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Missionaries confront anti-U.S. sentiment


Standing in line at the seventh ATM in less than three hours – and still without funds – Andrew Kelly felt someone grab his arm.

A Ukrainian man began yelling at him “because I was an American and I was only here to take all of Ukraine’s money.”

Kelly, a missionary in the eastern European country, explained that the money was for the children at a transitional living center he and other church members operate. Ukraine’s political crisis had drained the country’s bank machines.
Such incidents do little to deter missionaries from their work, but they demonstrate what several described to the Chronicle as an atmosphere of increasing hostility toward the United States.

Dick Ady, president of World English Institute, a ministry that teaches English using the Bible, said that one of his longtime friends in Albania became very upset when discussing the foreign policy of George W. Bush. “Her hostile feelings were so strong that they damaged our relationship as friends,” Ady said.

But those feelings aren’t universal, according to Royce Sartain, longtime missionary to Europe. During a recent visit to Finland, Estonia and Greece “there was discussion about the Iraq situation and our presidential election but no one was hostile or anti-American,” he said Dec. 9.

“On the contrary, I visited at length with folks from Albania, Bulgaria, Philippines, Russia, and all were positive,” Sartain said. “One man from Korea even went out of his way to assure us that in spite of the news releases that the vast majority of his countrymen had good feelings and respect for the USA …”

Across the ocean, in South America, thousands of anti-Bush protestors demonstrated during the late-November Asia-Pacific Economic Cooperation (APEC) forum in Chile, which Bush attended. Missionaries in several South American countries said that harsh feelings toward the United States have intensified in recent months.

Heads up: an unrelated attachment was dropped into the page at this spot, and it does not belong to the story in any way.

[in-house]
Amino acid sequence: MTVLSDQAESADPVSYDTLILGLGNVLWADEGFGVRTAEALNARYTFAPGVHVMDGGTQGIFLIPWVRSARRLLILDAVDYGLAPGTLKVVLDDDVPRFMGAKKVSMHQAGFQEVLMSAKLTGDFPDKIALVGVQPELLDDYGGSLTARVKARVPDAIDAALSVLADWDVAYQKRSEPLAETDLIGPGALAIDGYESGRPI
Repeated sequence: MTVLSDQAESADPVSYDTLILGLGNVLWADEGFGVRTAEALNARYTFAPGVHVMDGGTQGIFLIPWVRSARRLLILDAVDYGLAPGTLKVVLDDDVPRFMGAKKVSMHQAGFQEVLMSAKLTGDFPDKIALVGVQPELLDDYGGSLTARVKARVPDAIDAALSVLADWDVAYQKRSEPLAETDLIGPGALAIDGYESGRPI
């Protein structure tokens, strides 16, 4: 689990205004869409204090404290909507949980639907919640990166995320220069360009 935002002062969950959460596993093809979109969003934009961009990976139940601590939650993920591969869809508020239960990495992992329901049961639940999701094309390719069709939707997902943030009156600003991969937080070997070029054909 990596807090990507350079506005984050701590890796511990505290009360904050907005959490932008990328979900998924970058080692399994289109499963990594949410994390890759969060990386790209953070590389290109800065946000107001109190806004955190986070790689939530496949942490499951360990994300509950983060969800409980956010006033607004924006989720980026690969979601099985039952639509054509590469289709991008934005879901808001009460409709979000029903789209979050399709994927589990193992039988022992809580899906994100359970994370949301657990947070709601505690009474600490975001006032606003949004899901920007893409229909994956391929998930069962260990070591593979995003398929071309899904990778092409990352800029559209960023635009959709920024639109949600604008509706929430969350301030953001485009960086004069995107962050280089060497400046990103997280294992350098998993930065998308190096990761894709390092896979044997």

Jay Abels and his wife were missionaries in Argentina in 1982, when Argentine forces occupied the British-held Falkland Islands. The resulting dispute left more than 700 Argentines dead, and many more bitter toward the United Kingdom and its ally, the United States.

“Through that period, we heard things about Reagan that would peel paint off the wall, but we never once heard or felt any attacks directed against us personally,” Abels said. But another missionary, a Vietnam veteran, saw his church’s membership nearly vanish.

“It took almost 10 years for the country to forget and rebuild relationships and cultural respect,” Abels said. “This current period does not appear to have as direct an impact, but I see no benefits for the church in Latin America.”

Striving to become “the church that God wants us to be, not what North Americans want us to be” has kept negative feelings toward the United States from becoming problematic, said Harry R. Hamilton, a missionary in Santiago, Chile.

“The Chilean church members are probably in a bit of an awkward situation right now,” Hamilton said. “Most are supportive of the USA, but not when they have to make a choice between Chile and the USA. I personally do not place them in that situation. I encourage them to be patriotic about their country.”

“Any difficulties between the USA and Chile that might exist right now will eventually blow over,” he said. “People will get back to their lives.”

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